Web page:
Came across a cool list of config tweaks over on Life Hacker, and what's been great is now even better.
Like many good restaurants I've come to love, you'd drive right by it and wouldn't know to look there without address in hand. The location was rather nondescript: at the edge of a retail block tucked amidst houses and apartments and townhomes. If I didn't know any better, I'd have thought we were somewhere in Northwest DC.
The restaurant itself is quite small, at least as far as seating is concerned. There's a copper bar overlooking the cooking area and it's long enough to seat 12 patrons on stools, and there are three small four-top bistro tables in front of the picture windows looking out. Downstairs (where I didn't go) there's a private dining/wine cellar that can seat up to 28 people, according to the head chef Johnny.
Needless to say, there was a wait to get a seat. 50 minutes of waiting, to be exact. In hindsight, I'd have waited twice as long.
We sat at the bar (the best seat in the house, imho) where we could watch the chefs crank out tapa dish after tapa dish in a well choreographed dance around the small cooking space. The printed-that-day menu offered about 30 different cold and warm tapas, and I was at a loss as to where to start. Luckily, we'd sat down right next to a couple (Lisa and Michael) who were regulars. In fact, Lisa's been coming to Vine Harvest every week for two years. Who better to take recommendations from?
(her inside scoop: there's nothing less than "great!" on the menu)
While exchanging pleasantries with Lisa, the amuse bouche arrived which was a matchbook-sized piece toasted bread with a wonderful pureed garbanzo bean concoction on top. A great taste of things to come.
I didn't feel like analyzing the wine list for the best bottle (the whole list looked very good AND very reasonable, btw) and instead chose to have the same bottle of Rioja that Lisa and Michael were drinking: a bottle of Viña Alberdi Reserva, La Rioja Alta 2000. Over the course of the meal, the wine opened up from a tight burst of plums and cherries to a smooth, earthy rich red that was a perfect accompaniment for the chocolate dessert.
So, wine in hand, and at Lisa's urging, we got the Plato de Chacineria (cold plate of cured meats), and Totadas de Foie (foie gras and a chantrelle mushroom on top of toast points). After the cold plates, we moved on to the Vieiras (scallops pan-fried to perfection and perched atop a wonderful carmelized onion dollop), and Perca (pan-fried sea bass served with brussel sprouts) and ended the savory part of our meal with Venado (venison cooked "a point" and served on a short tower of mushrooms).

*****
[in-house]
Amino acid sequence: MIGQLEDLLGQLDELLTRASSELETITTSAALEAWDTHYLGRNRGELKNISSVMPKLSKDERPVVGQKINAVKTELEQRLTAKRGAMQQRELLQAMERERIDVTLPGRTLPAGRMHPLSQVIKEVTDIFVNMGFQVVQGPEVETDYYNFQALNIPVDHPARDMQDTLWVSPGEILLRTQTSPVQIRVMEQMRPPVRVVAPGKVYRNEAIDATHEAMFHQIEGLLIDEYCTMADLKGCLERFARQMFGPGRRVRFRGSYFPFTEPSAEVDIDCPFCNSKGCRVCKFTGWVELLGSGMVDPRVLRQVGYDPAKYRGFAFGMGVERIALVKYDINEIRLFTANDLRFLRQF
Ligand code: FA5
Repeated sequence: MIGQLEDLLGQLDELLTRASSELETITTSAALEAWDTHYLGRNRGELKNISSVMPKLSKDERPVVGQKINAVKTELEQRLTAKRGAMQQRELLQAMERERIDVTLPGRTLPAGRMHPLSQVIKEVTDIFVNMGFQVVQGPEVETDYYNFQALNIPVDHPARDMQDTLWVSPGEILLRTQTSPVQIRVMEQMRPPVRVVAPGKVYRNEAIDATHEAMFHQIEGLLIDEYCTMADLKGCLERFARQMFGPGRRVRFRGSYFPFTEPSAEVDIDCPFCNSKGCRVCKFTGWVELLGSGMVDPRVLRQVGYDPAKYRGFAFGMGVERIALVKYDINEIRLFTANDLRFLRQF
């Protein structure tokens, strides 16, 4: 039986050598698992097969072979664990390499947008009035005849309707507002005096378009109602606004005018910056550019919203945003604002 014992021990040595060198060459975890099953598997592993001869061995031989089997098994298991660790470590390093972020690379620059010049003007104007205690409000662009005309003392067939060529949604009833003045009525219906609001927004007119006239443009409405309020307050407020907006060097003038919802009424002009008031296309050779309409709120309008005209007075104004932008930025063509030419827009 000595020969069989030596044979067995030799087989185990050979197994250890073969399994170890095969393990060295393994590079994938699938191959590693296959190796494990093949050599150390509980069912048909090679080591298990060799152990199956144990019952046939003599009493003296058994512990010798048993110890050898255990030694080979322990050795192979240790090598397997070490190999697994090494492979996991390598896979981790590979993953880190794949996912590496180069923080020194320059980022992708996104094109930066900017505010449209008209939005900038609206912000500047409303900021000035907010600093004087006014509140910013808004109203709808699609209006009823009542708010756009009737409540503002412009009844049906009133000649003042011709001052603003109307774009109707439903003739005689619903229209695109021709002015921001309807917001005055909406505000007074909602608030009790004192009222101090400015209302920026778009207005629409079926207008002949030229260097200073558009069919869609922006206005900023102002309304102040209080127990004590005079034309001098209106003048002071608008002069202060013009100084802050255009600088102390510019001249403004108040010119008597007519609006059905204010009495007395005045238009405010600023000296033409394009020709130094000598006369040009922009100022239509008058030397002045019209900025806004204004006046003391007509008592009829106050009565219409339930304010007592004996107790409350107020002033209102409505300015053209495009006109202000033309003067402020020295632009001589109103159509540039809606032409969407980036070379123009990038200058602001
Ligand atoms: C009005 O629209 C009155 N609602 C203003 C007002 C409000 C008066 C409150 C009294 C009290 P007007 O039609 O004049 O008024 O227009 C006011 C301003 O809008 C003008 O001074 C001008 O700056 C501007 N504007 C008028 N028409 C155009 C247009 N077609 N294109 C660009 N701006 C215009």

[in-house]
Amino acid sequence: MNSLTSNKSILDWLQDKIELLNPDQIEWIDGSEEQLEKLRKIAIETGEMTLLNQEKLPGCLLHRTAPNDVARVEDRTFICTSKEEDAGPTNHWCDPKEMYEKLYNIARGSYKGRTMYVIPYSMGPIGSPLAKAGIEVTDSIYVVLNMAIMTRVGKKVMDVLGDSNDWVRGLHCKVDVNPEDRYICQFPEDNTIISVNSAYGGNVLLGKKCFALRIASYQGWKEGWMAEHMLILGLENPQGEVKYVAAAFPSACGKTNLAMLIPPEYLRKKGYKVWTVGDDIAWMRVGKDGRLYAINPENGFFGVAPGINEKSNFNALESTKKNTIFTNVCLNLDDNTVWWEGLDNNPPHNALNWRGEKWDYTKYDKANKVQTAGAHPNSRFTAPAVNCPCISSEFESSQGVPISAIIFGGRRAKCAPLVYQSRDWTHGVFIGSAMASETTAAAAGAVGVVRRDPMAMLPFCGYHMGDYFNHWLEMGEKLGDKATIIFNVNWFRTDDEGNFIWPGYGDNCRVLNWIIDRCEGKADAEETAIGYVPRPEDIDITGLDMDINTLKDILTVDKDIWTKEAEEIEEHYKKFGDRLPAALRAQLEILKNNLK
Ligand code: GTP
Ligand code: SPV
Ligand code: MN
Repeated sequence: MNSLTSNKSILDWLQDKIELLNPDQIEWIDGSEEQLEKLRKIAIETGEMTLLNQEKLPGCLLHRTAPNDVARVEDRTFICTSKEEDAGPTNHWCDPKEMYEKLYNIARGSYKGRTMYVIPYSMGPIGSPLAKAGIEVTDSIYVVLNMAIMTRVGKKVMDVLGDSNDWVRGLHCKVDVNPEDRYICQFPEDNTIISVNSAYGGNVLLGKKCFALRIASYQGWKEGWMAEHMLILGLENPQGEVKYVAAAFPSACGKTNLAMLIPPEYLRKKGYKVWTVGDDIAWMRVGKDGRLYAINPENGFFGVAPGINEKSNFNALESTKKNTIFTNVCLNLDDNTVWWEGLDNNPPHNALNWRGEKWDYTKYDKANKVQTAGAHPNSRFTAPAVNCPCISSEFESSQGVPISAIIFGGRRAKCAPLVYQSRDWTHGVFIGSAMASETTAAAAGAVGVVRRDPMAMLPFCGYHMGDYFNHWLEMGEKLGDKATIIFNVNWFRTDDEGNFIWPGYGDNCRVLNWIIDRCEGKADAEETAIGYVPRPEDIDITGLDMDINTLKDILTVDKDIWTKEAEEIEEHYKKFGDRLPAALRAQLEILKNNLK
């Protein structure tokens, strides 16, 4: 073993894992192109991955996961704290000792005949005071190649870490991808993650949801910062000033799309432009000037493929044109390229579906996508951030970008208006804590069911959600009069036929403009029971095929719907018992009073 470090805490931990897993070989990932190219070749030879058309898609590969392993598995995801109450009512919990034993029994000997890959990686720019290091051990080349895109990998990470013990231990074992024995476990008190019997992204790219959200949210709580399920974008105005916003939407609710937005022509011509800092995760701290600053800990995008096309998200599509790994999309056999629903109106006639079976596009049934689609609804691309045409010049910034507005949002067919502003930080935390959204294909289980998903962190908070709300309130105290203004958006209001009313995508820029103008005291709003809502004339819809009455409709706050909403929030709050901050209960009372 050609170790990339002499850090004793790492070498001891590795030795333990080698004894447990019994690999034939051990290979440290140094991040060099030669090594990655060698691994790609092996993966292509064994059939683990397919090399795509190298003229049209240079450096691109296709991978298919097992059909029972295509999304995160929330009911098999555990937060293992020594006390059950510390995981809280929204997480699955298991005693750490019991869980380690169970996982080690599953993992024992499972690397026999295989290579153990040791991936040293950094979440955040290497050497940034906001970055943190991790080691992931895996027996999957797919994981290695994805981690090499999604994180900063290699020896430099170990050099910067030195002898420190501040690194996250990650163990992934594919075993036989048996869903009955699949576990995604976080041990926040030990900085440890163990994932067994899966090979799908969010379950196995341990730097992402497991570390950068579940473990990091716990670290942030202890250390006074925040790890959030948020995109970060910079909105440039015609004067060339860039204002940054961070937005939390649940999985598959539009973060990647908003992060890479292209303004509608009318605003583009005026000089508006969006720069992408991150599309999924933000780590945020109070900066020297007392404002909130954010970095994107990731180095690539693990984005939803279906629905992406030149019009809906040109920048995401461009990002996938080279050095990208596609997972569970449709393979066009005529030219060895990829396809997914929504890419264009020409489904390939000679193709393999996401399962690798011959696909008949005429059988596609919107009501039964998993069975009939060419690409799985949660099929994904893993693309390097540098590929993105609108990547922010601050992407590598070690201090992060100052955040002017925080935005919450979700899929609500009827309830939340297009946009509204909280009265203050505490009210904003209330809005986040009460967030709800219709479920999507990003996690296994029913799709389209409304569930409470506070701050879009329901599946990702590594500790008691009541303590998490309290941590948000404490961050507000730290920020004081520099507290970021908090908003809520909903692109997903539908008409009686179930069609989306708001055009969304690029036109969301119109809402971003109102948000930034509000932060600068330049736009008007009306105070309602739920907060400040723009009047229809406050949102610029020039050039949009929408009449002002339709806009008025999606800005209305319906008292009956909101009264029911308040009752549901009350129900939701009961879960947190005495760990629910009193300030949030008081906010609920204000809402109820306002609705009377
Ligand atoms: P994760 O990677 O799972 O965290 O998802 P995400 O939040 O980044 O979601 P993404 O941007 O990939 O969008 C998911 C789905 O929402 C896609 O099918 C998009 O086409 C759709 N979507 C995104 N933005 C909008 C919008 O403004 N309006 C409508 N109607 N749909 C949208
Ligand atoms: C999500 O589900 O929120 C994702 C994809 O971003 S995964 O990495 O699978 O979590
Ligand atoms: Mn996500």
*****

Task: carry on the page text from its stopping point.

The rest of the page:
We wanted to try the lamb loin, but as our waiter Juan Carlos explained, "the lamb, she is no more." Laughingly, I thought, "wow, talk about fresh ingredients!" The "is-no-more" became the running joke of the meal.
Each plate was presented beautifully: The Plato on a large white round platter that framed the round cuts of meats perfectly, the Tostadas on a small square plate just barely containing the food. The four Vieiras were spaced out evenly along a long narrow plate, and the Perca was in a shallow bowl just big enough to contain the fish and sprouts and hold a delightfully aromatic jamon stock that had been brought to a furious boil moments before it was drizzled over the fish and veggies. Johnny and Joey were great artists with their sauces and the basil oil they used to paint the finishing touches on each plate.
So glad I was at the bar to overlook this all.
By this time, the restaurant was emptying (the doors were locked so no one else could enter), and Lisa and Michael said their goodbyes. We ordered our desert of Profiteroles and Pudding de Pan (because the flan, "she is no more") , and I watched as the chef who normally worked at the cold prep table entered the kitchen to make the staff meal of Chicken Katsu with a cabbage salad and rice.
It's not often I'm inspired for my next meal while finishing the dessert of the current one, but it was mesmerizing to see his knife skills turn a head of cabbage, a green apple, a carrot and roasted red peppers into a wonderful mix of deep colors for the salad base. He then created an oil and vinegar emulsion to toss the veggies in. The breasts of chicken (pounded flat and dredged in flour and bread crumbs) were quick-fried in the pot of oil on the stove and then popped in the oven to finish cooking through. Nine plates were prepped with the salad, the Katsu sauce and white rice. When the breasts were done, he sliced each of them up (with a satisfying crunch through the crust) and laid them out atop the beds of rice.
If not for the fact that our taxi had arrived to take us back to the hotel, I'd have tried to find room to try this staff-only chicken katsu. You can bet I'll be coming back to Vine Harvest again and again. Glad to see they share recipes so I can try to duplicate things at home.
If you decide to go to Harvest Vine: make sure you sit at the bar to watch it all come together on your plate. You won't be sorry.
Thursday, October 26, 2006
The link metrics used to weigh bloggers' influence, and why the counts differ from service to service:
- Technorati: counts of all inbound link sources for last 6 months
- Bloglines: the count of all links for all time and the subscription counts